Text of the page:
Ander Sandberg (email@example.com) said:
>The problem seems to be that it is impossible to test very complex
>systems for all possible contingencies, and this will likely cause
>trouble when designing ufog. How do you convince the customers it is
I program medical and avionic systems, and the general criteria are pretty straight-forward.
You test the thing for designed behavior, and then you test it for environmental
benignity (e.g. operating-room equipment has saline solution pured on it, and
stell rods poked into open orfices, and various shorts on teh pweor plug)
>You get the same problem with AI: what testing would be required
>before an AI program was allowed to completely run a nuclear power
Well, speaking as a professional safety engineer, I think this would be an easy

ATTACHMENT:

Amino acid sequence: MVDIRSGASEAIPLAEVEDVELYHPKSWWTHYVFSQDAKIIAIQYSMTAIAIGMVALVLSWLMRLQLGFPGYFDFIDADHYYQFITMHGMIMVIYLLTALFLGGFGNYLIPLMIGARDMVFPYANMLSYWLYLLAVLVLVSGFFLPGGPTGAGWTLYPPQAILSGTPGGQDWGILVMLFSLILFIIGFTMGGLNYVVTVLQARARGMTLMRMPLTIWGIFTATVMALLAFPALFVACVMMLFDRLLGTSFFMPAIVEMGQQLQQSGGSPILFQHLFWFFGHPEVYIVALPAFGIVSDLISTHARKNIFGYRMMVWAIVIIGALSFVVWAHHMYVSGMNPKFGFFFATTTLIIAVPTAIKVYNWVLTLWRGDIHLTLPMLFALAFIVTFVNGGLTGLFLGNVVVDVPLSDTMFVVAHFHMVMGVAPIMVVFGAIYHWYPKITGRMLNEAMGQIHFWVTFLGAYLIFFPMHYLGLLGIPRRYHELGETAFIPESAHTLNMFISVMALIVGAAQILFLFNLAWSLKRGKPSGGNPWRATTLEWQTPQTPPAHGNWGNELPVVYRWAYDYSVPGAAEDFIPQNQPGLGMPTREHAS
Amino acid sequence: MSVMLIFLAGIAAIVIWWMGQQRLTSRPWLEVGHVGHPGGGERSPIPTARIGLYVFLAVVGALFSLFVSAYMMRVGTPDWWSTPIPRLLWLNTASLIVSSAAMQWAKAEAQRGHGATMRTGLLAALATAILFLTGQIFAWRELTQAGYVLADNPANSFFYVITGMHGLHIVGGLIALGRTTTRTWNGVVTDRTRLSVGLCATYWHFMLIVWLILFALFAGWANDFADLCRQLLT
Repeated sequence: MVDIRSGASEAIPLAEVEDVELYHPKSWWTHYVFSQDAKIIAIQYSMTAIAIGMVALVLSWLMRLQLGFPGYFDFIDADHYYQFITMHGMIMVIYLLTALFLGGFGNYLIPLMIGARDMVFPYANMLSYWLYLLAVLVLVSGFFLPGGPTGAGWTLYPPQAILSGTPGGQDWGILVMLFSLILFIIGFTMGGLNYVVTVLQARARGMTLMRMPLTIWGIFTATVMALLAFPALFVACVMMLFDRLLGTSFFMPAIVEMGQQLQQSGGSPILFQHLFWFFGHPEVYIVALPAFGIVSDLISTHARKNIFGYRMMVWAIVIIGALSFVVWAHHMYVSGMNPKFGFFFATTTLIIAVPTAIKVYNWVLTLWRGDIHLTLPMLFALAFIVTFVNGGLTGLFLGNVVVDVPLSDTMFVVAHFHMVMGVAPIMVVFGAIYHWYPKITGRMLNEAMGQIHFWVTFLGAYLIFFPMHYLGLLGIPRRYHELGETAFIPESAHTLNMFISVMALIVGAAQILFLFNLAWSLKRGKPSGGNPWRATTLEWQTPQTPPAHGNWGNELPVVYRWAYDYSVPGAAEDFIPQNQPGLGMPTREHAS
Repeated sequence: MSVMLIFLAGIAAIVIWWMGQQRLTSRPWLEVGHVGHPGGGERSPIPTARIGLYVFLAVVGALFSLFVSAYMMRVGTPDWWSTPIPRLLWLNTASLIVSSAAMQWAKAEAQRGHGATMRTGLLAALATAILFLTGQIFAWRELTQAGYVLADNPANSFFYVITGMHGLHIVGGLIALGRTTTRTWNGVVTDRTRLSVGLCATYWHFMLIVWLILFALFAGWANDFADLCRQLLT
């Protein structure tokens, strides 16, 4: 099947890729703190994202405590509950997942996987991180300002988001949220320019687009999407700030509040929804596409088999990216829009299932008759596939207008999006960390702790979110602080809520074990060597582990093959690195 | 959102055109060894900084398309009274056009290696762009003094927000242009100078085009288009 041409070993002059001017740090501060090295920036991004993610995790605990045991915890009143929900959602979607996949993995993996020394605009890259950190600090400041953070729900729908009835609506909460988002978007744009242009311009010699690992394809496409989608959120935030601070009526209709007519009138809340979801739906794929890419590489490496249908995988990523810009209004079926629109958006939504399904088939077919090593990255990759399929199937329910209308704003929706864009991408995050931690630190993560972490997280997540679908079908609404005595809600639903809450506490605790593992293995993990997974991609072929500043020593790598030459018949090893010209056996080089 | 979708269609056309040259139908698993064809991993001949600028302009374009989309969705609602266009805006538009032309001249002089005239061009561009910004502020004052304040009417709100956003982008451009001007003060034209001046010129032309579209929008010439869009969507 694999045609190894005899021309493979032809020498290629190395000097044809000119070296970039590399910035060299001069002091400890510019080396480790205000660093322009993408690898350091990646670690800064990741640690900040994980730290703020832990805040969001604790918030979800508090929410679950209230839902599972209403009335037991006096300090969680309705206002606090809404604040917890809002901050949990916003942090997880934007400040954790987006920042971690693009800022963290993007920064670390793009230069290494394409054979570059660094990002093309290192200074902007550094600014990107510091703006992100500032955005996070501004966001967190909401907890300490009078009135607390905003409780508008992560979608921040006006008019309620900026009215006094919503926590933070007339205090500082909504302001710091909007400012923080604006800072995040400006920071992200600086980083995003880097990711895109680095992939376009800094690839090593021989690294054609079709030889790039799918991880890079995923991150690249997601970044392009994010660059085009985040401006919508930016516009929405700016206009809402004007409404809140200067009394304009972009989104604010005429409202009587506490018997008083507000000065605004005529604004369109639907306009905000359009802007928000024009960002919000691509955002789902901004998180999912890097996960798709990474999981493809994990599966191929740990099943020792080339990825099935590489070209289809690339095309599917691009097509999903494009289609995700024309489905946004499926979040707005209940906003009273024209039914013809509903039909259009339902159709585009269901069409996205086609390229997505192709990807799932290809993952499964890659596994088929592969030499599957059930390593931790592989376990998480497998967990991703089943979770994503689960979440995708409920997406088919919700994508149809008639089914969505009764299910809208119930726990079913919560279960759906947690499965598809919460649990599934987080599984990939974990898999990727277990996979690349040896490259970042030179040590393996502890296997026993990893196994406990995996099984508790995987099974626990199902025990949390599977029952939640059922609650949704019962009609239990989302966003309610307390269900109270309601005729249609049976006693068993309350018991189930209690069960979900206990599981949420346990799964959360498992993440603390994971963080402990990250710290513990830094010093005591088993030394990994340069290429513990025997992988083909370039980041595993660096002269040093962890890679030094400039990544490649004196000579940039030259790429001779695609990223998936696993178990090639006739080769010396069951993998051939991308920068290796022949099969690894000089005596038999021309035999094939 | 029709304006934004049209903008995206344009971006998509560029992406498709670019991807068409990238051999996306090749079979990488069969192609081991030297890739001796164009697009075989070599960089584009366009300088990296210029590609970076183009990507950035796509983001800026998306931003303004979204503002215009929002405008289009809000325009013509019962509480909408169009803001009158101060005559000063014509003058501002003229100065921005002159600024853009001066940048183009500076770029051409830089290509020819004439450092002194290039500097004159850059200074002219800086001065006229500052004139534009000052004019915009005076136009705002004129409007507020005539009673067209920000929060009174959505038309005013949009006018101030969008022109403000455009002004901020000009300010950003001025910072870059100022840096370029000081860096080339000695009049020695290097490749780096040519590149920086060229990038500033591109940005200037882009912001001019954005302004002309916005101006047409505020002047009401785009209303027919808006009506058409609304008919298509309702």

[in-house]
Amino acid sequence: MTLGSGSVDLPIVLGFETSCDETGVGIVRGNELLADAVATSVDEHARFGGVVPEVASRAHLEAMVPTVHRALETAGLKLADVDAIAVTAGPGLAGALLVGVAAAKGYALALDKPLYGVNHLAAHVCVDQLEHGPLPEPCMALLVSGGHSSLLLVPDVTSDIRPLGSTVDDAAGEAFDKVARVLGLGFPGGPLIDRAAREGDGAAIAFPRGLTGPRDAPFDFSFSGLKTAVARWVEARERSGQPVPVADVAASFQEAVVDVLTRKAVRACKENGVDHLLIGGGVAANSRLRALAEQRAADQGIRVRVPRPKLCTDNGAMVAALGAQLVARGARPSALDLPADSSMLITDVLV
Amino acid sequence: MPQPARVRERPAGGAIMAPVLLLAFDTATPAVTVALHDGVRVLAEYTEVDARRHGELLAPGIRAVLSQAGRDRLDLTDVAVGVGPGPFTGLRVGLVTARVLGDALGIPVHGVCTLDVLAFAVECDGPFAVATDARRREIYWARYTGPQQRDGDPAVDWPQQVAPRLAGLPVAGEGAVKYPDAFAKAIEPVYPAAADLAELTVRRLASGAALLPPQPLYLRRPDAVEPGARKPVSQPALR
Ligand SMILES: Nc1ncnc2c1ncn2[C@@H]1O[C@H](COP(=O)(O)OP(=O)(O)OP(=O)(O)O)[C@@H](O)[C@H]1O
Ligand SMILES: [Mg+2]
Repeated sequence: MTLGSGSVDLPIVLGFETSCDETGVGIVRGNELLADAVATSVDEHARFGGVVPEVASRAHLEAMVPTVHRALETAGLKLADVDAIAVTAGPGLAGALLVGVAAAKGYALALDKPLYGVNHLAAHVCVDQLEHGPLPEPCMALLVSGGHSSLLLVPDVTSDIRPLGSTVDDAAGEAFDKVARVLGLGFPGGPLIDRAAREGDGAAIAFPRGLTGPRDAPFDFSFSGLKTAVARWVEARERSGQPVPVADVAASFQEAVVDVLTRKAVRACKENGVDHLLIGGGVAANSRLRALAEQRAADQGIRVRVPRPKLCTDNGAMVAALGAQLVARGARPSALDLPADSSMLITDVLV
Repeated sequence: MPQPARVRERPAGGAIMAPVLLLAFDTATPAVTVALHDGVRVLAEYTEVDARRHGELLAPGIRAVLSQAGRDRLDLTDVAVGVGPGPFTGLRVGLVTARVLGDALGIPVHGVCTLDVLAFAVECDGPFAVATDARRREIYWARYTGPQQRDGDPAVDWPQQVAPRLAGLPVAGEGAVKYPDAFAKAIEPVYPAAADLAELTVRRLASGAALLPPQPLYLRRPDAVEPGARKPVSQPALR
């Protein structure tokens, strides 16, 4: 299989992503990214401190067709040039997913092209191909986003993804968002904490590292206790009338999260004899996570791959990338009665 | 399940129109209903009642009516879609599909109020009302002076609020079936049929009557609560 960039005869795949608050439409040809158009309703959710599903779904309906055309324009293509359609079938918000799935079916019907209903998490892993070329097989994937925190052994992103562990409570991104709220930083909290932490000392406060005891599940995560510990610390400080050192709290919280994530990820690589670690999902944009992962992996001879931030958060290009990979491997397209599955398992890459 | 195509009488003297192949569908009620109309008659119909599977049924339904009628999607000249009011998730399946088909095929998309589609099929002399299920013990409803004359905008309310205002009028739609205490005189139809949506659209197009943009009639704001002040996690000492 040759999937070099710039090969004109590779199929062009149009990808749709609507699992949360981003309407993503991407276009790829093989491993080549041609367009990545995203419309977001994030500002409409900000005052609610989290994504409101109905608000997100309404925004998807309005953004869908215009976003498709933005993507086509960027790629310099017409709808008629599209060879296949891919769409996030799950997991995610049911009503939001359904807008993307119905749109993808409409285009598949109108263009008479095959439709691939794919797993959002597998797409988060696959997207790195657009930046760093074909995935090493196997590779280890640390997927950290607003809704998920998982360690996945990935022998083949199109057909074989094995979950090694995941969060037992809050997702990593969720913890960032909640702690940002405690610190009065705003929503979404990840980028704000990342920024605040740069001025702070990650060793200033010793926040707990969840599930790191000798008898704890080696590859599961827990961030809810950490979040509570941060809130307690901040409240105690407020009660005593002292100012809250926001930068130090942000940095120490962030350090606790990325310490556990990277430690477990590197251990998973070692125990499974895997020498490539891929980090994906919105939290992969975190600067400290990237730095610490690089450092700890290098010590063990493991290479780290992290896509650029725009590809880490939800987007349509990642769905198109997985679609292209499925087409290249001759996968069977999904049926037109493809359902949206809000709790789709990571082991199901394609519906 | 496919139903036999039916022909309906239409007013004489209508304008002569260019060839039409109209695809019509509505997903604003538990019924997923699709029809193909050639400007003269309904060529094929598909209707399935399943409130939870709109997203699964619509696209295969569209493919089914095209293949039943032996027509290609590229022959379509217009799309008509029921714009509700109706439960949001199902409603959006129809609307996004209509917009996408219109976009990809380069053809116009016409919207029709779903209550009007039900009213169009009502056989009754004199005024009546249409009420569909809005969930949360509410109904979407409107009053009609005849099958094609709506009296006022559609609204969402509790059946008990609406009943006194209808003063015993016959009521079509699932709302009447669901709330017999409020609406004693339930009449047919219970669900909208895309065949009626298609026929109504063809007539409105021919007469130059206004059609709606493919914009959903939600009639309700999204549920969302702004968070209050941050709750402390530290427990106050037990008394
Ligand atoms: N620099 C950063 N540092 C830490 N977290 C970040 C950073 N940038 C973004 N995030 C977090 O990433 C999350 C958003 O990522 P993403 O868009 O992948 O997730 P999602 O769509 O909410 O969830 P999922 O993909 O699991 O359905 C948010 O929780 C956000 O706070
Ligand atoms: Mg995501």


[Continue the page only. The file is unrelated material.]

argument. Just test the program with the same simulation used to train the
human operator. If it does ok, then it's ok.
However, most regulatory environments require that no single fault should
be able to induce a harmful failure (this is simple common sense,
Therefore, one might have a much easier time with certification if there was a second AI, with a different design, to second-guess or cooperate with the first. This makes the system far less prone to fail the first time an AI makes
a mistake, And, it _will_, right?